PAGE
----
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Official Texas Historical Marker/Bohls House
Historical Marker Dedicated at Bohls House
  • Texas Historical Marker for Bohls HouseThe historical home of the G.W. Bohls Family was dedicated as a Texas Landmark on October 22, 2006. The longest occupants in the home were the Otto Bohls family.
  • Located at 901 Old Austin Hutto Road, Heritage House is open for visitors the first Sunday of each month, from 1 p.m.- 4 p.m.
  • Various community events are held each year at Heritage House.

heritage houseMarker Inscription
Gottlieb William Bohls (1878-1961). The oldest of Heinrich and Julie Schroeder Bohls’ ten children was born on his family’s farm near this site. In 1906, G.W. married Bertha Timmerman (1883-1967), and five years later they purchased a 95-acre farm on the Austin-Hutto Road, formerly the site of the Carrington ranch school. They lived in a small home until this two-story, eight-room house could be completed in 1913. After twelve years, G.W. sold the property to his youngest brother, Otto Walter Bohls, Sr. (1989-1973), and his wife. Laura Emma Ann (Fuchs) (1898-1992). Otto promoted soil conservation practices on the farm and in the area, serving as chair of the Travis county Agricultural Adjustment Administration for 13 years. Contour farming, planting cover crops, building stock tanks, rotating crops and planting new seed varieties reduced wind and water erosion and kept the soil intact during periods of drought.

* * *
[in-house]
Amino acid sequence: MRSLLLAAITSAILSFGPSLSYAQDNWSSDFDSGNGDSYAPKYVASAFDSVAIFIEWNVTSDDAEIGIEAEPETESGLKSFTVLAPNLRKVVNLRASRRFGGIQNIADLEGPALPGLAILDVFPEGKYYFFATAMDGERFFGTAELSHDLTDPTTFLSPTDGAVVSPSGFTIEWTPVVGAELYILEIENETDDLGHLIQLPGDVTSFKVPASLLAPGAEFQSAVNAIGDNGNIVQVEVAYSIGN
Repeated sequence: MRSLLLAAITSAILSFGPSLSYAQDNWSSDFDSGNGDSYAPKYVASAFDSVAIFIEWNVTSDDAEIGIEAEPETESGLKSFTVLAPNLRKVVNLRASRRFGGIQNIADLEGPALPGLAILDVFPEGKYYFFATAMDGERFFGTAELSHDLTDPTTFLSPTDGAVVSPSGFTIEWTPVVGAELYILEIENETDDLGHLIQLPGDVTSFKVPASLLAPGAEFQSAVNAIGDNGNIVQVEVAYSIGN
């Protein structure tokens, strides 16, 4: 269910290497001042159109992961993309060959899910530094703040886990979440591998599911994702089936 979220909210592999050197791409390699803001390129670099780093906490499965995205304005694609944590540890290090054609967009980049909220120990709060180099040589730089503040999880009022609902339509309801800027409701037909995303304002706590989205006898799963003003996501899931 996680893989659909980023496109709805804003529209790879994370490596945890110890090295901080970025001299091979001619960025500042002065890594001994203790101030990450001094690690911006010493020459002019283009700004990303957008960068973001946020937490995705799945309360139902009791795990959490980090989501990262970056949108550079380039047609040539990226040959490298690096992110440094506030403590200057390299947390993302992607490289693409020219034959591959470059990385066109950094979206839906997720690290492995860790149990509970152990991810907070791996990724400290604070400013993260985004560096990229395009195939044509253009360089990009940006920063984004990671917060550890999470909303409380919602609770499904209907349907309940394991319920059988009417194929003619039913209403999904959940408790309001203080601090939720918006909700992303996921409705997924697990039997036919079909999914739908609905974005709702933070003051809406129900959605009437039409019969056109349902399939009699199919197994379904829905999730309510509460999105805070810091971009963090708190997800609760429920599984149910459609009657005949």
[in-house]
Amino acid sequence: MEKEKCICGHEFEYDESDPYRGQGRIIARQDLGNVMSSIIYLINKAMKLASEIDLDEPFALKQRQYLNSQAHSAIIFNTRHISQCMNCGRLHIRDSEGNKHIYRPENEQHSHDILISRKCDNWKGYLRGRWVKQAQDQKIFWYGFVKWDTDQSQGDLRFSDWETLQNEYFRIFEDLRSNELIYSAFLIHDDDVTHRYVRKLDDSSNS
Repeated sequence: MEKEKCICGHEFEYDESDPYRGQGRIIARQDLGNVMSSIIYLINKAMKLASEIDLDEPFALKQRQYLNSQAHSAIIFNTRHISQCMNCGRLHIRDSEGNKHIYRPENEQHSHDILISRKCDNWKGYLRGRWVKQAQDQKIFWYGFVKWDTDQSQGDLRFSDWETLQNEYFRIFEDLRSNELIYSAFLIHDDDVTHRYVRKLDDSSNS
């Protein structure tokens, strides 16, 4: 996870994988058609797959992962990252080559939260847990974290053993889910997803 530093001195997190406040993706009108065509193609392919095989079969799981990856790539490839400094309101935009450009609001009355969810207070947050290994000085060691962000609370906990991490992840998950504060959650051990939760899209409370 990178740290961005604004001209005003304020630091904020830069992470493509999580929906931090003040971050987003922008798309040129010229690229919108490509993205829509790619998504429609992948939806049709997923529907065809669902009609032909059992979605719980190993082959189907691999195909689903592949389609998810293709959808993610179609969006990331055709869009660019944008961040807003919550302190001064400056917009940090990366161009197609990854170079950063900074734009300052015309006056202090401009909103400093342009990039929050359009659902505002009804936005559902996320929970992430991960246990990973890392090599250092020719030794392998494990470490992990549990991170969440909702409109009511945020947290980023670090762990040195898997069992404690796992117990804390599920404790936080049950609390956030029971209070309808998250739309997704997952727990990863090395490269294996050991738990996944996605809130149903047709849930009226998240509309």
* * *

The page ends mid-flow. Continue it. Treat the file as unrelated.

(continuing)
The Bohls Family deeded the property to the city in 1992 to promote and interpret the city’s heritage and culture. The Queen Anne Free Classic Style house features a hipped cross-gabled roof with dormer windows and fish scale shingles, prominent elements include a wraparound porch, main door sidelights, a long-leaf pine interior and cutaway bays with wooden brackets on the front facing parlor and side-facing dining room. Original outbuildings include a barn, two homes for farmhands, a smokehouse, an outhouse and carriage garage. The original rain harvesting system, including a 4,000-gallon brick-and-concrete underground cistern and a 2,000-gallon galvanized tin cistern above the ground was the home’s only source of drinking water until 1975.

Click here for museum hours.